Inhibitors of cathepsins B and L induce autophagy and cell death in neuroblastoma cells
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- Cartledge, D.M., Colella, R., Glazewski, L. et al. Invest New Drugs (2013) 31: 20. doi:10.1007/s10637-012-9826-6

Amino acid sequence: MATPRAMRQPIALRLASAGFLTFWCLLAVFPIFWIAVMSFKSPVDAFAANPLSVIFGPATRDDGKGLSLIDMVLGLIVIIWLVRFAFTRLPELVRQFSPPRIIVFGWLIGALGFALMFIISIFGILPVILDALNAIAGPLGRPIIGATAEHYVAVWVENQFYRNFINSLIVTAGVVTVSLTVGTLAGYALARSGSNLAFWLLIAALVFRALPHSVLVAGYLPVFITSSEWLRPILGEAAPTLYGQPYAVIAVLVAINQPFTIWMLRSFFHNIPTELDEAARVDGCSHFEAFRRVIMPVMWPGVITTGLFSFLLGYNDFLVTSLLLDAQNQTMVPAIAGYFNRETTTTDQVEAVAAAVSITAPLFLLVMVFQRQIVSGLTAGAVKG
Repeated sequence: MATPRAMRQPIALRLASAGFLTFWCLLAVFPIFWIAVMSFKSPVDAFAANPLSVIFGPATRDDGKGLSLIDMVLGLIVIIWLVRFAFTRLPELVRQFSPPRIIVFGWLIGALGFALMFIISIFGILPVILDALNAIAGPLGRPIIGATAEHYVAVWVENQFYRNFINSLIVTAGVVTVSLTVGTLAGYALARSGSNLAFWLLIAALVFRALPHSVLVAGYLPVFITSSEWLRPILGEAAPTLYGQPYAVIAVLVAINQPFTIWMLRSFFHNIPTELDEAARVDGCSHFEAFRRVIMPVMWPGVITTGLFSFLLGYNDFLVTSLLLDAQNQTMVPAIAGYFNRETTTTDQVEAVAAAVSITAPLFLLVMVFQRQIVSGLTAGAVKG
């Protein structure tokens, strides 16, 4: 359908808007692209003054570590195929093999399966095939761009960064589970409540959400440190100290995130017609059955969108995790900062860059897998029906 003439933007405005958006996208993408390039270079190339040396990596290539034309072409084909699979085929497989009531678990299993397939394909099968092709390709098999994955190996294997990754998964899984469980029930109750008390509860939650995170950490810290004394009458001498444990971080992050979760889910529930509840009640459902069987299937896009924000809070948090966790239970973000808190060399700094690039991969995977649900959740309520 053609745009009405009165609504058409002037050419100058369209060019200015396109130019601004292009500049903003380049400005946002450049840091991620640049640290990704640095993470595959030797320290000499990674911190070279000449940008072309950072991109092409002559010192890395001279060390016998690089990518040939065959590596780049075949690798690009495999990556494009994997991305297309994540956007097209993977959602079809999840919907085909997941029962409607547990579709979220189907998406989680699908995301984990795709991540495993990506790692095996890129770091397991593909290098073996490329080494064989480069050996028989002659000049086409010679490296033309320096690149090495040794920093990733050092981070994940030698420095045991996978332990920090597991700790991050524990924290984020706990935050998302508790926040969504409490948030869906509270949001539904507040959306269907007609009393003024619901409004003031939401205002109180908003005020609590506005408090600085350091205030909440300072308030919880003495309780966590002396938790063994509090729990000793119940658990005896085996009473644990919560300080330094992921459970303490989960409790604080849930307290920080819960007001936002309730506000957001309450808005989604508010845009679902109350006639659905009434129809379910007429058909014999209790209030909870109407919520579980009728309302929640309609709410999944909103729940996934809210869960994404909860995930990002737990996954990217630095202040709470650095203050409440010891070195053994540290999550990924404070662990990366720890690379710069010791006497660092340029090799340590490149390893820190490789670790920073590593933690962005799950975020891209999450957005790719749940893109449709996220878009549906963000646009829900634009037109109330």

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This study was designed to test the hypothesis that specific inhibition of cathepsins B and L will cause death of neuroblastoma cells. Five compounds that differ in mode and rate of inhibition of these two enzymes were all shown to cause neuroblastoma cell death. Efficacy of the different compounds was related to their ability to inhibit the activity of the isolated enzymes. A dose- and time-response for induction of cell death was demonstrated for each compound. A proteomic study showed that inhibitor treatment caused an increase of markers of cell stress, including induction of levels of the autophagy marker, LC-3-II. Levels of this marker protein were highest at cytotoxic inhibitor concentrations, implicating autophagy in the cell death process. An in vivo mouse model showed that one of these inhibitors markedly impaired tumor growth. It is concluded that development of drugs to target these two proteases may provide a novel approach to treating neuroblastoma.